The origin of this systematic review is the propositions by John Tomes, in 1859, that it would be better to leave some carious tissues in a cavity in order to maintain the pulp vitality and by GV Black, in 1908, that is preferable to expose the pulp of a tooth than to leave it covered only with softened dentine.1 Since then, dentists have followed Black's approach, removing all suspicious dentine (soft, black or dark-coloured). When our clinical instructors asked, we answered, “I have removed all the caries”! It is easy to recognise when the walls of the cavity are clean, but it is harder to define what is meant by “partial”: did we remove caries just in the walls? Just in the enamel–dentin junction? Or just leave it all? The intervention (ie, caries removal) in this review is not clear as noted by the authors, who explained, “we do not know whether the amount of caries removal is relevant in terms of symptoms”.

The authors looked for the appropriate papers and included relevant research. They did not apply language restrictions in his search although it should be noted that the databases used may themselves bias in favour of English-language publications.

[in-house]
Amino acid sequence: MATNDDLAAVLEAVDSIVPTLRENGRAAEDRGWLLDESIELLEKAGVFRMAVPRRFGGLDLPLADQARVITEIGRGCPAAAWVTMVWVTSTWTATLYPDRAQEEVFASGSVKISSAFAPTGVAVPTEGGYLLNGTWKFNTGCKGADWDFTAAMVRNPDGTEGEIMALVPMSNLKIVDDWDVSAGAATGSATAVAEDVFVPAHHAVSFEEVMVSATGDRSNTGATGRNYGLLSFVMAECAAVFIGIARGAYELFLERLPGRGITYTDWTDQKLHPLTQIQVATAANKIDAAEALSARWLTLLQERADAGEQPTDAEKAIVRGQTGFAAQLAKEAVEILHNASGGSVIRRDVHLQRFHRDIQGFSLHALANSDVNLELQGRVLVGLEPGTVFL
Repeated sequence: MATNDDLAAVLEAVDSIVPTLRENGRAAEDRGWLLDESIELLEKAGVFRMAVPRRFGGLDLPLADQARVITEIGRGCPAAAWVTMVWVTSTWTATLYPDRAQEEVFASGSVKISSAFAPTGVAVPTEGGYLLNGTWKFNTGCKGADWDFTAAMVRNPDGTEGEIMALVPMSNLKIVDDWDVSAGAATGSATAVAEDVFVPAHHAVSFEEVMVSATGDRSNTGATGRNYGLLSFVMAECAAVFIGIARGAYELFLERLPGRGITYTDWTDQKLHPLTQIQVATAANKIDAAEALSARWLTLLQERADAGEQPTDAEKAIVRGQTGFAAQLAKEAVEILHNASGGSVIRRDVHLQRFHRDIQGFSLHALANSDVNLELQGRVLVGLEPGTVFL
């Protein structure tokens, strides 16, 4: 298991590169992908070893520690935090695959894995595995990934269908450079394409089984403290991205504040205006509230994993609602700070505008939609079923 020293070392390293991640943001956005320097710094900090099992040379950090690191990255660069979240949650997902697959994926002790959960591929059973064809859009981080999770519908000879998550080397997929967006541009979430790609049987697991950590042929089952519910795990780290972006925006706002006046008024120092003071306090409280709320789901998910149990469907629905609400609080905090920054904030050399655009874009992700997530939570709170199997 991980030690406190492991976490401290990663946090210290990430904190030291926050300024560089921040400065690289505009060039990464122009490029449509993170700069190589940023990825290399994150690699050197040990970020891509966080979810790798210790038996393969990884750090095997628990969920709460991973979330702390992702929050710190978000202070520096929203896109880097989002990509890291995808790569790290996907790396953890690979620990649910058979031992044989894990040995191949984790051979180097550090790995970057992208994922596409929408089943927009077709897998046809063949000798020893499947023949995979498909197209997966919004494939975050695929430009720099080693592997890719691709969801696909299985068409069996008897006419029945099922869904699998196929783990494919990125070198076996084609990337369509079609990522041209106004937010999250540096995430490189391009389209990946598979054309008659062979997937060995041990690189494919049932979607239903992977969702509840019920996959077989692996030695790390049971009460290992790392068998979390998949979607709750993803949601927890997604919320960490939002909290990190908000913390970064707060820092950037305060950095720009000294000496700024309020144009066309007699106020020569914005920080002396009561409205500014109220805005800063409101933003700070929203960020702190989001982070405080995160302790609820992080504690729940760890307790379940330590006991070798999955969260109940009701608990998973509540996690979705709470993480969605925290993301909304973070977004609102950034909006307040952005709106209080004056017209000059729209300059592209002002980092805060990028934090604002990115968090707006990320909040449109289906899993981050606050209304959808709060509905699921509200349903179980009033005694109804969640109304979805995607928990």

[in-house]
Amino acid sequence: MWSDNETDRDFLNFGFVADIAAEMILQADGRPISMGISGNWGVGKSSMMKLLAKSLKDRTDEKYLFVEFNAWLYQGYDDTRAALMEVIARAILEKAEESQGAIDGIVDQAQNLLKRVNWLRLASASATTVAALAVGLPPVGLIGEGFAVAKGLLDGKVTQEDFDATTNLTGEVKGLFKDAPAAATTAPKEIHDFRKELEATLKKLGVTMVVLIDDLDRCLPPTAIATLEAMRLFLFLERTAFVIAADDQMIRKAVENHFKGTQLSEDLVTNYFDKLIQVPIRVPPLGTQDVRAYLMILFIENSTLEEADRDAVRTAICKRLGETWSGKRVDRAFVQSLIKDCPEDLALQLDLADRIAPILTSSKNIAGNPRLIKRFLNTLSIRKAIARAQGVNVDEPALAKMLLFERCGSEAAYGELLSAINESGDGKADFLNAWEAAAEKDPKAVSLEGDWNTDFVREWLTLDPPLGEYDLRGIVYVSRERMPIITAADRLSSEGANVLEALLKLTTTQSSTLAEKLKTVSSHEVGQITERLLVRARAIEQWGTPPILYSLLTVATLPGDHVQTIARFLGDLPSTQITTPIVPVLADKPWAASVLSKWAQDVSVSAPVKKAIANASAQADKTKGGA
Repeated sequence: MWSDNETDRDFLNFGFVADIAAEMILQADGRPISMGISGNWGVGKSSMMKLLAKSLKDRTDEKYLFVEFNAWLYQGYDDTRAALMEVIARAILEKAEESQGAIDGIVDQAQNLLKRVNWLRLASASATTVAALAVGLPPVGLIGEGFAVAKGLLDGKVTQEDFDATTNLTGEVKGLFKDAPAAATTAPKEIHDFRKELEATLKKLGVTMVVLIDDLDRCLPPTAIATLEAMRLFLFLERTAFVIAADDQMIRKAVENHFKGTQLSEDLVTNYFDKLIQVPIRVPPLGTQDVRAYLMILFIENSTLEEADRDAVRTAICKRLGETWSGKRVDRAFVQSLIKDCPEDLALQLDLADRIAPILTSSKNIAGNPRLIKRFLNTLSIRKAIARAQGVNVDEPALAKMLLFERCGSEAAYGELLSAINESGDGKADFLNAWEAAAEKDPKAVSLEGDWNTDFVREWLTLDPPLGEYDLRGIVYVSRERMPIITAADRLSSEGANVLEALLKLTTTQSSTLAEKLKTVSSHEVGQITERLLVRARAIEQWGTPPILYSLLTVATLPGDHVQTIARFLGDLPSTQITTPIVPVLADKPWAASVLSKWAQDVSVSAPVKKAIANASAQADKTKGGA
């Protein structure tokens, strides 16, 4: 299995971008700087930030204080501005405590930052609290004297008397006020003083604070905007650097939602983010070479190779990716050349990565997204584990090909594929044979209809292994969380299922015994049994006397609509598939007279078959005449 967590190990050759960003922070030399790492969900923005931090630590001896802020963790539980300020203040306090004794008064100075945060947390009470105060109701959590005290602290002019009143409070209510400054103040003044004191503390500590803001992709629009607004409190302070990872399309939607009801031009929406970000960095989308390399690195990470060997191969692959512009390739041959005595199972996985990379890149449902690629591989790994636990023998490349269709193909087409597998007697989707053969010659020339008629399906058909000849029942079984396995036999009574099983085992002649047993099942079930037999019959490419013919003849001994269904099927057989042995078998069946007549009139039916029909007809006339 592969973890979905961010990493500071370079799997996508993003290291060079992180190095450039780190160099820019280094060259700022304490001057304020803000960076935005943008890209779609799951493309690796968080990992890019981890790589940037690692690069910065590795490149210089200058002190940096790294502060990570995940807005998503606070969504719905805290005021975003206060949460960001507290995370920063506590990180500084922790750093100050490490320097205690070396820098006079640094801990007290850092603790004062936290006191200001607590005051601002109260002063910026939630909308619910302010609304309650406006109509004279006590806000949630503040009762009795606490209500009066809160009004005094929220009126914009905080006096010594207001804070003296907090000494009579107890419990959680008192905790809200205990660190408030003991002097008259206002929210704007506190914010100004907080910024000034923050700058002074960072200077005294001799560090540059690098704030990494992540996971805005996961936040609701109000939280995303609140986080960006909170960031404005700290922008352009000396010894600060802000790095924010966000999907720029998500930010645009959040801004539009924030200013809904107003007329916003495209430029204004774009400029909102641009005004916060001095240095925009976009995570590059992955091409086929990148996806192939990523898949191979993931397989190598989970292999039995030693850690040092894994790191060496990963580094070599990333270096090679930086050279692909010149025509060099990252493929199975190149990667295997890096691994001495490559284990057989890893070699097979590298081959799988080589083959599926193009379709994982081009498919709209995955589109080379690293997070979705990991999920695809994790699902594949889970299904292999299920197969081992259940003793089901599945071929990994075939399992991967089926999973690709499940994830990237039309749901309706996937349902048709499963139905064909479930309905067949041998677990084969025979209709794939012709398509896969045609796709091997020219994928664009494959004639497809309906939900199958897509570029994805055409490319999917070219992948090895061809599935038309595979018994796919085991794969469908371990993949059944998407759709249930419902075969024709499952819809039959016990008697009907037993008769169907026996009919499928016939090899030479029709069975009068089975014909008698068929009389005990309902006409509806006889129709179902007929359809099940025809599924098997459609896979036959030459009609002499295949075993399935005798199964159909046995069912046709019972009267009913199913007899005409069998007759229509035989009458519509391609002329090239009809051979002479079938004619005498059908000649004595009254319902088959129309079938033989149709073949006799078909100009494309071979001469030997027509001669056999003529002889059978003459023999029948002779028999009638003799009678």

The authors found the methodological quality of the included papers to be “questionable”. They report the results for the pulp exposure, symptoms of pulpal inflammation and restoration survival and found no evidence from these four papers that classical caries removal is better than partial. These results must be extrapolated very carefully to the clinical setting because patients would require more visits to monitor the symptoms or in stepwise procedure.

The authors did not discuss others harms or costs of the interventions such as, for example, the use of different restorative materials or medicaments in the cavity. At the moment, just one study is registered at the website (Bjørndal L, Reit C. The CAP-1 trial: stepwise excavation versus one completed excavation in deep caries NCT00187837.>) and that just for the stepwise intervention. In terms of evidence, there is no evidence base to affirm that the entire carious lesion must be removed, but we do not know how much can we leave or which material is best suited for partial caries removal. What is clear is that the surgical management of caries is, at best, only a symptomatic treatment. Caries is driven by the biofilm at the surface of the teeth, an intangible process not amenable to surgical removal:2 this review shows how irrelevant the removal may be of tissues involved in the carious process. I welcome this review and I hope that it will avoid many unnecessary endodontic treatments of deep carious lesions.

Practice point

Partial caries removal appears preferable to complete caries removal in deep lesions to reduce the risk of carious exposure.